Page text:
We have always declared that Belarus pursues a multi-vector foreign policy. It can’t be otherwise, since we are an open country located in the centre of Europe. Nor can we, due to geographical and historical peculiarities, make friends with some countries while remaining closed to others. We aren’t changing our priorities: our close relationship with Russia will remain of principal importance to us. By no means must we lose the high level of friendship between our two countries.
There’s simply no alternative to ‘normal’ Belarusian-Russian relations. Our union should be exclusively equal, mutually beneficial, understanding, fair and transparent. Partnership is not a one way street.
In the past 12–18 months, our bilateral relations with the CIS have reached a higher level. In particular, Belarus’ cooperation with Ukraine and Azerbaijan has shown promise. New agreements are currently being implemented. We are connected to the Ukrainians by centuries of common history, as well as spiritual and cultural proximity. Now, the time has come for new Belarusian-Ukrainian relations, ensuring sovereign status for our states and enhancing the geopolitical importance of the Eastern European region.
However, our desire to develop bilateral liaisons with former USSR republics does not exclude our existing integration with the CES, CIS, EurAsEC and CSTO.
Of course, we are interested in mutually beneficial relations with the European Union and the United States. Everything is ready for fully fledged dialogue. We have significant trade with Western European countries. In addition, strong ties have been established with Italy, Germany and other states in the humanitarian sphere. We are grateful to our European friends for the assistance they offer in overcoming the consequences of Chernobyl. The role our country plays in all-European processes should not be belittled. Belarus is a key state as regards the transit of resources, cargo and passengers between Europe and Russia or Asia.
We have a dialogue regarding economics, politics and the social sphere and are ready to discuss any topic — including those of acute importance.
The work of the Non-Aligned Movement deserves special attention. The summit — held in September 2006 —laid the foundation for a new-look foreign policy. Those countries wealthiest in natural resources are influential: India, Venezuela, Iran, United Arab Emirates and Oman. They are ready to cooperate with us and are already strategic partners. The agreements that we’ve concluded with their leaders are now being realised.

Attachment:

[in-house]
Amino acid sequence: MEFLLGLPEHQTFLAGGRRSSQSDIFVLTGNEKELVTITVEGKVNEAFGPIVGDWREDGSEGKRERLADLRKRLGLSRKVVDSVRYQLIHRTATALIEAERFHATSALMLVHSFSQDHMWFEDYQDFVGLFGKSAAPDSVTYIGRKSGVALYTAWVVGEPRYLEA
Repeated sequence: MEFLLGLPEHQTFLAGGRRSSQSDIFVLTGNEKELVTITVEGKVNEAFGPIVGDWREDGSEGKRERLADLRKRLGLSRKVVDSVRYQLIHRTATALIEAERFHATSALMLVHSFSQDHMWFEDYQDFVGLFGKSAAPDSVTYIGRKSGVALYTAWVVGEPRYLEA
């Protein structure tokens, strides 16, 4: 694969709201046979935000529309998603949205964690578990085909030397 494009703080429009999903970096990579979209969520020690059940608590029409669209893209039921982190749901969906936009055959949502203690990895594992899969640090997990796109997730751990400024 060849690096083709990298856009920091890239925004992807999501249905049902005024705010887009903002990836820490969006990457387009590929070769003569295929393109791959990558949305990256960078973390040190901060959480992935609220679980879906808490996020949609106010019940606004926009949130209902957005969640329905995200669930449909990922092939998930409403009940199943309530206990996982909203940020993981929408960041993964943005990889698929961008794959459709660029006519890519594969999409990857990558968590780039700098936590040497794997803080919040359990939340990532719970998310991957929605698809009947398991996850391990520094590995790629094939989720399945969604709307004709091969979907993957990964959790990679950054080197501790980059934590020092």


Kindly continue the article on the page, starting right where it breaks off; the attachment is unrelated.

You may recall, when I announced our state’s new foreign political and foreign economic policies, sceptics mocked; they said that this was mere PR and served no particular purpose. However, in recent months, we’ve negotiated at top levels with half of these states. The Republic of South Africa, Venezuela, Vietnam and Malaysia remain; they’ve long been waiting for us and have invited us to visit many times. This is a real prospect for foreign politics. Those who mocked should now keep silence. These are not easy trips (you know my attitude towards western and eastern business trips abroad). They involve serious work, yielding contracts worth hundreds of millions of dollars. Our cooperation with the People’s Republic of China is a convincing example. This is our leading ally within the international arena. The development of Belarusian-Chinese trade-economic liaisons testifies to our ability to take advantage of the promising market in China. In 2006, mutual turnover totalled almost $1 billion and far more is possible.
China holds promise for another serious reason. Our country is keen on becoming a reliable link in the European economic system — as part of the Eastern Asia-Europe transit corridor. We must understand that our multi-vector policy will only be possible if we extend our exports and join more foreign markets. This is crucial to the efficiency of Belarus’ foreign policy and further economic development. You may not realise that we rely on more than one state for our trade these days. The West occupies first place in Belarus’ trade-economic cooperation, followed by the European Union and Russia. We have purposely endeavoured not to be dependent on any single country — we’ve spoken of this openly in diversifying our foreign policy and the economy.